The real test will come after Marcos Jnr officially takes office on 30 June. But the prospects for transparency are not good. He refused to participate in presidential debates, for example. “He did not want to face people,” said Valmores. “He was basically someone who… was just fuelled by no doubt billions of pesos in terms of lies and historical revisionism and that’s how he became a contender. That is hardly democratic to me. We already see the kind of presidency this is shaping up to be.”

With the daughter of the outgoing president as his running mate, it seems unlikely that Marcos Jnr will be able to distance himself from the abuses of the previous incumbent. Estimates vary on the number of deaths in Duterte’s drug war, but the International Criminal Court has said it could be as many as 30,000 people. These are mostly people from poor, urban communities suspected of being drug dealers, or sometimes just users. Human rights organisations have voiced concerns about the number of people, in particular children, killed as a result of police anti-drug operations.

Valmores is not optimistic: “The fact that Marcos is willing to consort with Duterte, the fact that Marcos does not recognise the crimes of his father, the fact that Marcos is not prepared to pay back all the ill-gotten wealth, the fact that he is prepared to bend history to put his family back into power. All that is a clear indication to me that the things we’re facing now, the poverty, the hunger, and the killings… will most definitely continue.”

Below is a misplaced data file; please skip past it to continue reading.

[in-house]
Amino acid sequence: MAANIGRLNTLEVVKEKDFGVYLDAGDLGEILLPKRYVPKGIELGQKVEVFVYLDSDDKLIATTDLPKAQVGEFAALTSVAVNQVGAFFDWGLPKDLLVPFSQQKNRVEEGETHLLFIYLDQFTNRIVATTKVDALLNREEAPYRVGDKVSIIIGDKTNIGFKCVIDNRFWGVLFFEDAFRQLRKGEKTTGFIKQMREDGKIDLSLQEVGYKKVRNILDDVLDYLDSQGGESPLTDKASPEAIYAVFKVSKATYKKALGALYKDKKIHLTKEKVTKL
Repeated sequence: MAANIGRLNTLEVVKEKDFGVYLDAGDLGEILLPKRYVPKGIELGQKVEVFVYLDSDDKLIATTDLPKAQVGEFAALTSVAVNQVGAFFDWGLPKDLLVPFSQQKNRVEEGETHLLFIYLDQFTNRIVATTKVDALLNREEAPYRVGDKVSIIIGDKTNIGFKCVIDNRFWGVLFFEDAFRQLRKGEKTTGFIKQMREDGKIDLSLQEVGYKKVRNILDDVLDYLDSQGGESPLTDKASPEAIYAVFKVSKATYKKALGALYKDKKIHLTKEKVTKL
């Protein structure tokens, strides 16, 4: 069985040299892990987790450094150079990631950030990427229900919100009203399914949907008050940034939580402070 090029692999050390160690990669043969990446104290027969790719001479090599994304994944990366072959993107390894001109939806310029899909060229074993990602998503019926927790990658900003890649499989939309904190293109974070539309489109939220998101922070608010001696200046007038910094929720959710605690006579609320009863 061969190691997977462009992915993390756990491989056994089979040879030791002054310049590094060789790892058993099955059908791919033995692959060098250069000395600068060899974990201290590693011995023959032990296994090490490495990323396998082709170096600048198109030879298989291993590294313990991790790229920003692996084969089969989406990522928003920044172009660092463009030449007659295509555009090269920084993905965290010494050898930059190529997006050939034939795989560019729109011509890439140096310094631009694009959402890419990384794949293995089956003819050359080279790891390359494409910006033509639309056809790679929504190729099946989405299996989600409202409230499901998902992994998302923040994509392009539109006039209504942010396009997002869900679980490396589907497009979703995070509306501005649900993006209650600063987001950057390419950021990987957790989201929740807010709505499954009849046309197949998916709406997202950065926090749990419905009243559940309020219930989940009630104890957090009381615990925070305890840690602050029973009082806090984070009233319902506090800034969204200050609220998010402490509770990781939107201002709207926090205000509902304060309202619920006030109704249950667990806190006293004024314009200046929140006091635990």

Meanwhile, despite its reputation as a gay-friendly country, Valmores points out that the Philippines still has no legislation to protect her community against discrimination on the basis of sexual orientation or gender identity. “Ferdinand Marcos has remained completely silent on the LGBT issue,” she said. “He has refused to comment on what laws he is willing to support for the LGBT community. Which tells us we are most definitely not a priority for him.”

Asked what the international community can do to help bring attention on the Philippines, Valmores says it is important not to forget the country’s troubled history, especially during the Marcos years. At the same time, she believes the world has a responsibility to get the truth out about what is really going on. “The troll farms I mentioned that Marcos uses to manipulate public perception: it’s absolutely not a joke. There are instances where I just create a post that criticises Marcos, and it gets flooded by dozens and dozens of accounts that are very clearly automated and following a script. I think the only way out of that is by countering those views with the truth. Even just sharing what is happening in the Philippines on the ground right now. I think it makes a huge difference when it comes to combating this narrative, this alternative history that they’re creating.”

The world will do well to watch carefully what develops here when Marcos Jnr takes power at the end of this week. Watch and learn. The Philippines is not alone in facing this kind of democratic crisis fuelled by propaganda, fake news and the rewriting of history.